Defense Advanced Research Projects AgencyTagged Content List

Electronic Warfare

Manipulation of the electromagnetic spectrum for military advantage

Showing 36 results for EW RSS
04/12/2018
Mr. Neil Fox joined DARPA in April 2017 as a program manager in the Strategic Technology Office (STO). His technical specialty areas include secure wireless communications, distributed systems, electronic warfare, specialized radar, PNT, and cyber physical systems. Prior to joining STO, Mr. Fox held a senior technical position at the MITRE Corporation, serving as a subject matter expert in communications, distributed electronic warfare, and cyber physical systems to the Department of Defense (DoD), Department of Homeland Security and Department of Justice.
Since its inception in 1991, DARPA’s Microsystems Technology Office (MTO) has been working to create and prevent strategic surprise through investments in compact microelectronic components such as microprocessors, microelectromechanical systems (MEMS), and photonic devices. MTO-derived innovations and advanced capabilities in areas such as wide-band gap materials, phased-array radars, high-energy lasers, and infrared imaging have helped the United States establish and maintain technological superiority for more than two decades.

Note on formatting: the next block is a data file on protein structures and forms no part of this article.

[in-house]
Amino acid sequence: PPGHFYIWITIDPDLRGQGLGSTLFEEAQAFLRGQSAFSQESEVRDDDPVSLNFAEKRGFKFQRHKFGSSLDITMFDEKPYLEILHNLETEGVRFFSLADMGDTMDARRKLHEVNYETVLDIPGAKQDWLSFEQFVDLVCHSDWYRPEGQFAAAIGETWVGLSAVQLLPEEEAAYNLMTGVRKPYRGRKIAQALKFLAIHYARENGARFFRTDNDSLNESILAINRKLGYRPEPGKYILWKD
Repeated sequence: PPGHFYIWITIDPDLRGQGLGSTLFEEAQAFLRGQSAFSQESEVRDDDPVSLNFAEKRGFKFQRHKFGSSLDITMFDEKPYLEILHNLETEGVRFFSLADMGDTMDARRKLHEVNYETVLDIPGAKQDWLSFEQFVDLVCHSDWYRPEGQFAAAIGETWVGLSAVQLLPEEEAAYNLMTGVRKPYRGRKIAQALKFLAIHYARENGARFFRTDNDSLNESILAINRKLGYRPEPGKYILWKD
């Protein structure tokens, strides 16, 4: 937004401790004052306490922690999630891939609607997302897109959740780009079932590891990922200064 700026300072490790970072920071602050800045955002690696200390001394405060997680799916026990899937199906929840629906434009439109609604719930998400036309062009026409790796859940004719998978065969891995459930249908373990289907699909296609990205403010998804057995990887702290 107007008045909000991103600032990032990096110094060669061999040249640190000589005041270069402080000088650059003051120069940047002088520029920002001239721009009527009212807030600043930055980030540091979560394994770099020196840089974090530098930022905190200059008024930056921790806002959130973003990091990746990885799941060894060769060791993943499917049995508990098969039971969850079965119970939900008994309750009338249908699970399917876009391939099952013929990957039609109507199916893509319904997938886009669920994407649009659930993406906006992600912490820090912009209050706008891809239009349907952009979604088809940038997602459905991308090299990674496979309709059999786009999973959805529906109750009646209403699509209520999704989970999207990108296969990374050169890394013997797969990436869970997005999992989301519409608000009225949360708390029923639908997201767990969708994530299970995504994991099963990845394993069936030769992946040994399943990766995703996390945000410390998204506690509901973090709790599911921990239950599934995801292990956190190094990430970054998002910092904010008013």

DARPA’s Strategic Technology Office (STO) is focused on technologies that enable fighting as a network to increase military effectiveness, cost leverage, and adaptability.
05/18/2015
DARPA’s Strategic Technology Office (STO) is focused on technologies that enable fighting as a network to increase military effectiveness, cost leverage, and adaptability. STO's areas of interest include: Battle Management, Command and Control; Communications and Networks; Intelligence, Surveillance, and Reconnaissance; Electronic Warfare; Positioning, Navigation, and Timing; and Foundational Strategic Technologies and Systems.
01/01/2012
For years, DARPA and its Service partners pursued the technically daunting task of developing high-power-density, wide-band-gap semiconductor components in the recognition that, whatever the end-state task, U.S. forces would need electronics that could operate and engage at increasing range. The result was a series of fundamental advances involving gallium nitride-enabled arrays, which now provide significant benefits in a wide range of applications in the national security domain.